Nordresa engineers have come up with creative ways to advance projects in development while...

Nordresa engineers have come up with creative ways to advance projects in development while working from home.

Photo: Steve Bouchard

As trucking industry office workers from across North America adapt to the realities of working from home, it should come as no surprise that engineers have employed some fairly clever ways to get the job done.

At Nordresa, a Laval, Quebec-based developer of electrified powertrains recently acquired by Dana, a tight-knit group of 45 employees began working from home in mid-March. Having recently gone from a small company of a few dozen to part of Dana’s global workforce of 35,000, work travel had skyrocketed.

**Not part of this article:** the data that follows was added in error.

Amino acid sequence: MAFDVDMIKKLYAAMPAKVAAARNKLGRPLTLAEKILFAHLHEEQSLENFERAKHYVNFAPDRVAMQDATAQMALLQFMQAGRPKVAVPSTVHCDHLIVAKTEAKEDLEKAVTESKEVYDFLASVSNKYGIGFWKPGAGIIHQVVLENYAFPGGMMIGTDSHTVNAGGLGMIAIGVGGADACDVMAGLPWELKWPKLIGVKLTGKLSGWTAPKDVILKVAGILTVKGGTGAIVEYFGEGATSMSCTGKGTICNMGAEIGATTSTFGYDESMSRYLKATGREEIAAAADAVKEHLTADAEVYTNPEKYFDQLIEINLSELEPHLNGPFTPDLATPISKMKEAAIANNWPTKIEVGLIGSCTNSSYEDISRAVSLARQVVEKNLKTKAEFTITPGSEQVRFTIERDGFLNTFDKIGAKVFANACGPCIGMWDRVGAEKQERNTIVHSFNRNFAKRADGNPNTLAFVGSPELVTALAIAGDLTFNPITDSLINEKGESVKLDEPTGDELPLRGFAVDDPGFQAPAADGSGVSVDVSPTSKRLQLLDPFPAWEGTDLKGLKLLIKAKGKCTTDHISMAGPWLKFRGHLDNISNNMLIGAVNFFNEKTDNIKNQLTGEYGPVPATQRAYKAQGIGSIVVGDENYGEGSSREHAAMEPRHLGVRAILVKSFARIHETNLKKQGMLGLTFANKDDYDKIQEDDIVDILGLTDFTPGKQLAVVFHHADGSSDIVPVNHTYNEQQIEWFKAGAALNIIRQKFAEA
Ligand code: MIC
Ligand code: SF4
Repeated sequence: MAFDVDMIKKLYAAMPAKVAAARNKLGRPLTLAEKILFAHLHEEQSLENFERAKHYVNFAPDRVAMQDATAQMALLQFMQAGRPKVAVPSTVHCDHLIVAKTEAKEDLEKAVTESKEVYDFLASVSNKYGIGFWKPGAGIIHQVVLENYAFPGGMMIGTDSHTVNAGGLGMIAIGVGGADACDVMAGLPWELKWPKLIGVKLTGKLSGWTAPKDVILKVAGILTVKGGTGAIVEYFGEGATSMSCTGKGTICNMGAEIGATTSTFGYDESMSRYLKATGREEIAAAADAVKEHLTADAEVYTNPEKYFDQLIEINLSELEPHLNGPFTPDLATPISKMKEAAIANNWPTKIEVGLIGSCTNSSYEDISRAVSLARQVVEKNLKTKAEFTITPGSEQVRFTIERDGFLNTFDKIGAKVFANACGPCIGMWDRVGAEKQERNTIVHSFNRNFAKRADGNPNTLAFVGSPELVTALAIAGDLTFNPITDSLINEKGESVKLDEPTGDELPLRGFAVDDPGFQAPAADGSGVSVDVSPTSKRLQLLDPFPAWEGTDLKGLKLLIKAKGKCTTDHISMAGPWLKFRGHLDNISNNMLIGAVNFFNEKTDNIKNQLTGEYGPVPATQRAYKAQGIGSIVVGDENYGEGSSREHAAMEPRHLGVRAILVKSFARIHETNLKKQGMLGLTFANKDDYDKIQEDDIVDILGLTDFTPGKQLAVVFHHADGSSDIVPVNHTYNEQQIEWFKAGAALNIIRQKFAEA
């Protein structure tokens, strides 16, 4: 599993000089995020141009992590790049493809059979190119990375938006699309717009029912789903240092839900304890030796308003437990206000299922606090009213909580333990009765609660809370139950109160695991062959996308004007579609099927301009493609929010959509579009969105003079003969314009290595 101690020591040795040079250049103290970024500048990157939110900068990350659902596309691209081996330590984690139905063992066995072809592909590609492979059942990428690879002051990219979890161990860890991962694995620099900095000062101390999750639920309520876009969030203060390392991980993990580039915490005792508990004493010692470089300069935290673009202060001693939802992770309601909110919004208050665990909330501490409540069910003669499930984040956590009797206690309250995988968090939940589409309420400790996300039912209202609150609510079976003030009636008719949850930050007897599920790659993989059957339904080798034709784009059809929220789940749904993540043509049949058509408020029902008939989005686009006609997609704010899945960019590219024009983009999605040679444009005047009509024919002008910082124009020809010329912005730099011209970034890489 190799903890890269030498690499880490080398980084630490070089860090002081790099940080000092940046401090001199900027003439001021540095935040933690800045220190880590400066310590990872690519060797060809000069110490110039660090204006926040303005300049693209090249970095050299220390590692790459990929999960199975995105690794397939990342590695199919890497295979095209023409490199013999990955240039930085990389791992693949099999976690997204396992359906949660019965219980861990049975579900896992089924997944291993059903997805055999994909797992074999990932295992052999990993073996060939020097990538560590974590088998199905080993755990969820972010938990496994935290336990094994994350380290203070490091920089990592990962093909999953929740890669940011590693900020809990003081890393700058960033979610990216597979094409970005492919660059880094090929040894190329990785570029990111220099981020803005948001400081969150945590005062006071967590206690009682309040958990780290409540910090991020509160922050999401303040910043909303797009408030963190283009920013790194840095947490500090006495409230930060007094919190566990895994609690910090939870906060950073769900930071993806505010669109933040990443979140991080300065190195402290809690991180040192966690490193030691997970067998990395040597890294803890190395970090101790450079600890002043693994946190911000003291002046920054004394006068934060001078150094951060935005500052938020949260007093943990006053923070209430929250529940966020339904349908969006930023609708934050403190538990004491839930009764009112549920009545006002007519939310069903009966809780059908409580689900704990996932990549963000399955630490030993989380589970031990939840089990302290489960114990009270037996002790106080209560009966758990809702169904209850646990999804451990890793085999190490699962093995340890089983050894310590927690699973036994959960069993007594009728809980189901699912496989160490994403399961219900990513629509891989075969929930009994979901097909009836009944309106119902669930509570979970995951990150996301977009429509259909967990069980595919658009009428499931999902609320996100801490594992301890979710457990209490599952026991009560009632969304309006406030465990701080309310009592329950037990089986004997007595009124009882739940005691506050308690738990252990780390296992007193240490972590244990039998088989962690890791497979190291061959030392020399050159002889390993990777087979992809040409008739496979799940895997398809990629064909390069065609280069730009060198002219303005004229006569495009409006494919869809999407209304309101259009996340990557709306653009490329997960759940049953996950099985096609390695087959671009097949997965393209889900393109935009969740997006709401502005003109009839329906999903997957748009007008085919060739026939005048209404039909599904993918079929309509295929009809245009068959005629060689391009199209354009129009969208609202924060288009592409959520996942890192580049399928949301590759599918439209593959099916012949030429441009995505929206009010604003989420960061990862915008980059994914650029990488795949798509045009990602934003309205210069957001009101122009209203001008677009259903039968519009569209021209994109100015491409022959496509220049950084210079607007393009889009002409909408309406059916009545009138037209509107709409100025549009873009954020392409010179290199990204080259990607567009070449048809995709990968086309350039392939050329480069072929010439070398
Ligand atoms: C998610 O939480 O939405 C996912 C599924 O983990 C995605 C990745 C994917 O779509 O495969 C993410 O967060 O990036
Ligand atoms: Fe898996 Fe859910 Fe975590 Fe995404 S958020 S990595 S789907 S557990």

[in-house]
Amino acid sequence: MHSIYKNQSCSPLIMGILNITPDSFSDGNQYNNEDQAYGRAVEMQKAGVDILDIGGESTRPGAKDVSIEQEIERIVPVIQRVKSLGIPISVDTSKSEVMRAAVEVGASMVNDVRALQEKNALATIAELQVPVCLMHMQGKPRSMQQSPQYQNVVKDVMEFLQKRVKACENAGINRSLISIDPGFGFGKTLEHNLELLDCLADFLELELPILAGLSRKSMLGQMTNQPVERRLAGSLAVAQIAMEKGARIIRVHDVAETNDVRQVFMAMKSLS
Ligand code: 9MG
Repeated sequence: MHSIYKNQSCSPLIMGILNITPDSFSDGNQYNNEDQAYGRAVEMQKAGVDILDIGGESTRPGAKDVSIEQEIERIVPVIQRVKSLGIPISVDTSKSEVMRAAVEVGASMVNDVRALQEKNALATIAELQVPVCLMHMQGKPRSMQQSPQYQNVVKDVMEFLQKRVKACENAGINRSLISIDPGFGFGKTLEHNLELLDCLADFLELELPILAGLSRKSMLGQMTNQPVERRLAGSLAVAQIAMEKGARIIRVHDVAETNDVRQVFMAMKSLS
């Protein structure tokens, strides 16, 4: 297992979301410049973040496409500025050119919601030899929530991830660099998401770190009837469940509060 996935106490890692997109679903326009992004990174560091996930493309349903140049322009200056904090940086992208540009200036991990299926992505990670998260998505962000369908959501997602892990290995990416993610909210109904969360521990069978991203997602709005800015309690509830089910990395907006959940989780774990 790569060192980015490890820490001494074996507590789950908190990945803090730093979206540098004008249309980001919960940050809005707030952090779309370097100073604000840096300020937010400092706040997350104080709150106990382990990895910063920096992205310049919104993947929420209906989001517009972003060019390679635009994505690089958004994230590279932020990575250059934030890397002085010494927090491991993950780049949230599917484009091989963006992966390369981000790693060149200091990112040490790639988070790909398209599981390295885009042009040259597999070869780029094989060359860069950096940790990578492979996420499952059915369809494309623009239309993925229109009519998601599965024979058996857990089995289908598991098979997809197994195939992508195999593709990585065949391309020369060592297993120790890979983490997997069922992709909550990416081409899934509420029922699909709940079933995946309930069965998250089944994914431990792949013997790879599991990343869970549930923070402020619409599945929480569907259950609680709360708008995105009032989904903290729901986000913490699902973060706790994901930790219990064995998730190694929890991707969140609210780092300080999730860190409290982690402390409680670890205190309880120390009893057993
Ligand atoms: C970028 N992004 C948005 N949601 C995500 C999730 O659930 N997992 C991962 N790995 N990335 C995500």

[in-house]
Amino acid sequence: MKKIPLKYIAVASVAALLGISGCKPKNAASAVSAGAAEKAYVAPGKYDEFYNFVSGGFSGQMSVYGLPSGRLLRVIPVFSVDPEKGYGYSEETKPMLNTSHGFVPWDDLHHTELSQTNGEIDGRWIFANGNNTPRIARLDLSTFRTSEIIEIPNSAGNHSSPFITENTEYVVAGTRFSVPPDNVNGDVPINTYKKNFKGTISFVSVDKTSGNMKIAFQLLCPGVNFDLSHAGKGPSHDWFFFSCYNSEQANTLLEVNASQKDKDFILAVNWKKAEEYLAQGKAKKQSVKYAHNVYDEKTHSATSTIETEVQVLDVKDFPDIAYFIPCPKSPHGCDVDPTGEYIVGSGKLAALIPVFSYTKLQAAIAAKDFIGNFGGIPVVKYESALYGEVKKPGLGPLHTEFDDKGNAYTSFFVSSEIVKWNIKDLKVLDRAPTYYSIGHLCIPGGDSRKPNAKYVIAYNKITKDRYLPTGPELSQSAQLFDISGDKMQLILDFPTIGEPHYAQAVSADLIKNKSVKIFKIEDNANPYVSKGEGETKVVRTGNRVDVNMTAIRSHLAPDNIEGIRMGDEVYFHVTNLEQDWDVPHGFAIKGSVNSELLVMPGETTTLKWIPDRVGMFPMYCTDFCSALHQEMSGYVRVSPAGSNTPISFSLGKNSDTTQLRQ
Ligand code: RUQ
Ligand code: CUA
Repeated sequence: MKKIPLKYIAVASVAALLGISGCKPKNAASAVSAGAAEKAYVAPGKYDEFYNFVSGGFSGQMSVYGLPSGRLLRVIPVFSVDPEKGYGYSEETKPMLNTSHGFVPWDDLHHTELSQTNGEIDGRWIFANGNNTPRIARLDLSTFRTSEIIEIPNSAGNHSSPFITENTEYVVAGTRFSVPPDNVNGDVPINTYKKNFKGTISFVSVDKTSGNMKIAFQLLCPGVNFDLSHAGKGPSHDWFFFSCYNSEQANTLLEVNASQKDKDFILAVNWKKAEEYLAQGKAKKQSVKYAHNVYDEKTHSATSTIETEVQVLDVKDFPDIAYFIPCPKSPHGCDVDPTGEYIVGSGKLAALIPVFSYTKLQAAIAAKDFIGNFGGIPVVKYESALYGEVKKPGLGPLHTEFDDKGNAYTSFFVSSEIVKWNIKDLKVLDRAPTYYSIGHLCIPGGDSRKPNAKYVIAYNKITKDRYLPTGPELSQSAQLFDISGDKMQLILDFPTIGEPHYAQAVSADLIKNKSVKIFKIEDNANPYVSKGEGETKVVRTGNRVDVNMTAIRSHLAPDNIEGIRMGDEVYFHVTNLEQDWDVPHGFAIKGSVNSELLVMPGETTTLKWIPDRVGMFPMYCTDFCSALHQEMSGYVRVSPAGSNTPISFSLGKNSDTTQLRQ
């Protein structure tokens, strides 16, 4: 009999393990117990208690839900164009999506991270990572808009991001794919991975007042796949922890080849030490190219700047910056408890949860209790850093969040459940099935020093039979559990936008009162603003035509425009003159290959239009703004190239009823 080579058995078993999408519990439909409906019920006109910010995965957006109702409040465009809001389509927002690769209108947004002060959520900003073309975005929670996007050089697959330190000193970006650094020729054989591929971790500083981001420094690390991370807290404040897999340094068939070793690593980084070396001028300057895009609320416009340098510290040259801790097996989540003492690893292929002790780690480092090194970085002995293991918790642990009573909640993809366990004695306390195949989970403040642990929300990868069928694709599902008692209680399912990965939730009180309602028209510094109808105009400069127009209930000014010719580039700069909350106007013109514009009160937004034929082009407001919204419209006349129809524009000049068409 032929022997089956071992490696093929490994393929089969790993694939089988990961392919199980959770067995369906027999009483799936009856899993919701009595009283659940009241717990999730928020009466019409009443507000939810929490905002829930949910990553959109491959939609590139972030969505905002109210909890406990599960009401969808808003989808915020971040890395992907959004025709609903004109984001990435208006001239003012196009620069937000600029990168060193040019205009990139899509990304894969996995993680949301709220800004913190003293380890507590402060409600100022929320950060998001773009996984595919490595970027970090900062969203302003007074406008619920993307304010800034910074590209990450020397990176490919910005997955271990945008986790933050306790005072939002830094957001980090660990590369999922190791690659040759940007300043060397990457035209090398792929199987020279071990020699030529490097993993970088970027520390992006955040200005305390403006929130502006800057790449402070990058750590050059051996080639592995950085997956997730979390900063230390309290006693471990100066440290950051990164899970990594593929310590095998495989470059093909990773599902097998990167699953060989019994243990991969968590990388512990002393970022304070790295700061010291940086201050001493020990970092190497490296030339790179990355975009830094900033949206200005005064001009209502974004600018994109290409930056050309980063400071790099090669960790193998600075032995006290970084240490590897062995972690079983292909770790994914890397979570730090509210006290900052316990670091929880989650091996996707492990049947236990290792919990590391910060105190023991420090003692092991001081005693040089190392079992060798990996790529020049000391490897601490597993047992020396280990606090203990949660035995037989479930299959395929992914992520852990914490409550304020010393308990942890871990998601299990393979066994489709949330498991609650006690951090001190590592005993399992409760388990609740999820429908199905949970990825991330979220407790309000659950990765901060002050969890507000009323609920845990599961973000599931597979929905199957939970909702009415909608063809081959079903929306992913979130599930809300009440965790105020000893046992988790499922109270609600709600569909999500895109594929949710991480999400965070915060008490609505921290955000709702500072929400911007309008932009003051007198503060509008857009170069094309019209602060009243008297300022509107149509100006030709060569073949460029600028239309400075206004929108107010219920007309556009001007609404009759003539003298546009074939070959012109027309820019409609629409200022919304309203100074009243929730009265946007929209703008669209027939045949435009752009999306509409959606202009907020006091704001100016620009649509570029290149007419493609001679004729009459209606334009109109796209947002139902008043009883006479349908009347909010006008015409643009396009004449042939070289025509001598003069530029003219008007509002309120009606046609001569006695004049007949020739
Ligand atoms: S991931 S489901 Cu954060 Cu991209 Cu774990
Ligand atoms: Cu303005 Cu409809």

“There were perpetually Dana people in our facility or our people at a Dana facility,” said Marc Daigneault, co-founder of Nordresa and head of e-vehicle integration, engineering.

Engineers were in a product development stage when the shutdown hit, frequently visiting customer facilities and collaborating with new colleagues as far away as Mexico, Germany, and the United Kingdom. The sudden stay-at-home order issued in Quebec in mid-March meant engineers had to quickly adapt to a new reality.

“We didn’t know initially if it would be a week, two weeks,” Daigneault said. “We didn’t imagine it would be 12 weeks, and we had to get pretty creative originally to start working together remotely.”